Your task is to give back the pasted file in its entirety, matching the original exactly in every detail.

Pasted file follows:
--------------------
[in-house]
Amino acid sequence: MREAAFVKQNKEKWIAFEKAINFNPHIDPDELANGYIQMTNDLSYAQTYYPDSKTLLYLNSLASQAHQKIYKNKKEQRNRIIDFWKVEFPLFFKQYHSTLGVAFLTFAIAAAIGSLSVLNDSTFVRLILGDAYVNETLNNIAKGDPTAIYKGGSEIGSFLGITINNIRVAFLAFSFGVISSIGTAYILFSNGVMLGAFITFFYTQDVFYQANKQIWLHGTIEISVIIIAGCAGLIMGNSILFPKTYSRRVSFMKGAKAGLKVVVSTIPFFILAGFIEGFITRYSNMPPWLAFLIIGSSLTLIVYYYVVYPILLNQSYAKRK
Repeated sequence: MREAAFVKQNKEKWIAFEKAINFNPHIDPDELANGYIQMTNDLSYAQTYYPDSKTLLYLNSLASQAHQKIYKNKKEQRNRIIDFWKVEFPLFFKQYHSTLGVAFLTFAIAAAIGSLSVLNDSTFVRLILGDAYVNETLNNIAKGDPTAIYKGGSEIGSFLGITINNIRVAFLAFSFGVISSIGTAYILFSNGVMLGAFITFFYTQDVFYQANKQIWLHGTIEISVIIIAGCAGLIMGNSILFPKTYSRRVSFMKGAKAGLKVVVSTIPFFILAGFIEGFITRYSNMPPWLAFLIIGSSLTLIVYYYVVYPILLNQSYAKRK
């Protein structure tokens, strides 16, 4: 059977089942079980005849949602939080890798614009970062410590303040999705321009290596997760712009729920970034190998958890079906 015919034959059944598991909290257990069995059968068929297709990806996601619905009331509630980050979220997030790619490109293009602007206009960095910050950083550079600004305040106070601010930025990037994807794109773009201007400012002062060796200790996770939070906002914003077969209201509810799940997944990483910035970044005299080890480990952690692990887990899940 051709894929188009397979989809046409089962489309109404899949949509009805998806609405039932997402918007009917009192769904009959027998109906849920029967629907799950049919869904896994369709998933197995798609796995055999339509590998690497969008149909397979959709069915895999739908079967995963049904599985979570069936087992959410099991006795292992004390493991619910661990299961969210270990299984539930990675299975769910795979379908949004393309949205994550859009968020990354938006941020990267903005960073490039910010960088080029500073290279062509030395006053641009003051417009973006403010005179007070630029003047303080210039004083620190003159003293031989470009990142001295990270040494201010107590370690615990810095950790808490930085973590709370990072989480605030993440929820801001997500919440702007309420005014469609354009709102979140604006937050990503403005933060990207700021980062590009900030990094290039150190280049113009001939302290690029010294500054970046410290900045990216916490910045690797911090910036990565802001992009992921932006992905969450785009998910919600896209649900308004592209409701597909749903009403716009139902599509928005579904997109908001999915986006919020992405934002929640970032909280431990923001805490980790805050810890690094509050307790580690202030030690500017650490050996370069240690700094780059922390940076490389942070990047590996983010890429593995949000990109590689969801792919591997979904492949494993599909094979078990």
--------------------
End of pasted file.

[in-house]
Amino acid sequence: MREAAFVKQNKEKWIAFEKAINFNPHIDPDELANGYIQMTNDLSYAQTYYPDSKTLLYLNSLASQAHQKIYKNKKEQRNRIIDFWKVEFPLFFKQYHSTLGVAFLTFAIAAAIGSLSVLNDSTFVRLILGDAYVNETLNNIAKGDPTAIYKGGSEIGSFLGITINNIRVAFLAFSFGVISSIGTAYILFSNGVMLGAFITFFYTQDVFYQANKQIWLHGTIEISVIIIAGCAGLIMGNSILFPKTYSRRVSFMKGAKAGLKVVVSTIPFFILAGFIEGFITRYSNMPPWLAFLIIGSSLTLIVYYYVVYPILLNQSYAKRK
Repeated sequence: MREAAFVKQNKEKWIAFEKAINFNPHIDPDELANGYIQMTNDLSYAQTYYPDSKTLLYLNSLASQAHQKIYKNKKEQRNRIIDFWKVEFPLFFKQYHSTLGVAFLTFAIAAAIGSLSVLNDSTFVRLILGDAYVNETLNNIAKGDPTAIYKGGSEIGSFLGITINNIRVAFLAFSFGVISSIGTAYILFSNGVMLGAFITFFYTQDVFYQANKQIWLHGTIEISVIIIAGCAGLIMGNSILFPKTYSRRVSFMKGAKAGLKVVVSTIPFFILAGFIEGFITRYSNMPPWLAFLIIGSSLTLIVYYYVVYPILLNQSYAKRK
């Protein structure tokens, strides 16, 4: 059977089942079980005849949602939080890798614009970062410590303040999705321009290596997760712009729920970034190998958890079906 015919034959059944598991909290257990069995059968068929297709990806996601619905009331509630980050979220997030790619490109293009602007206009960095910050950083550079600004305040106070601010930025990037994807794109773009201007400012002062060796200790996770939070906002914003077969209201509810799940997944990483910035970044005299080890480990952690692990887990899940 051709894929188009397979989809046409089962489309109404899949949509009805998806609405039932997402918007009917009192769904009959027998109906849920029967629907799950049919869904896994369709998933197995798609796995055999339509590998690497969008149909397979959709069915895999739908079967995963049904599985979570069936087992959410099991006795292992004390493991619910661990299961969210270990299984539930990675299975769910795979379908949004393309949205994550859009968020990354938006941020990267903005960073490039910010960088080029500073290279062509030395006053641009003051417009973006403010005179007070630029003047303080210039004083620190003159003293031989470009990142001295990270040494201010107590370690615990810095950790808490930085973590709370990072989480605030993440929820801001997500919440702007309420005014469609354009709102979140604006937050990503403005933060990207700021980062590009900030990094290039150190280049113009001939302290690029010294500054970046410290900045990216916490910045690797911090910036990565802001992009992921932006992905969450785009998910919600896209649900308004592209409701597909749903009403716009139902599509928005579904997109908001999915986006919020992405934002929640970032909280431990923001805490980790805050810890690094509050307790580690202030030690500017650490050996370069240690700094780059922390940076490389942070990047590996983010890429593995949000990109590689969801792919591997979904492949494993599909094979078990």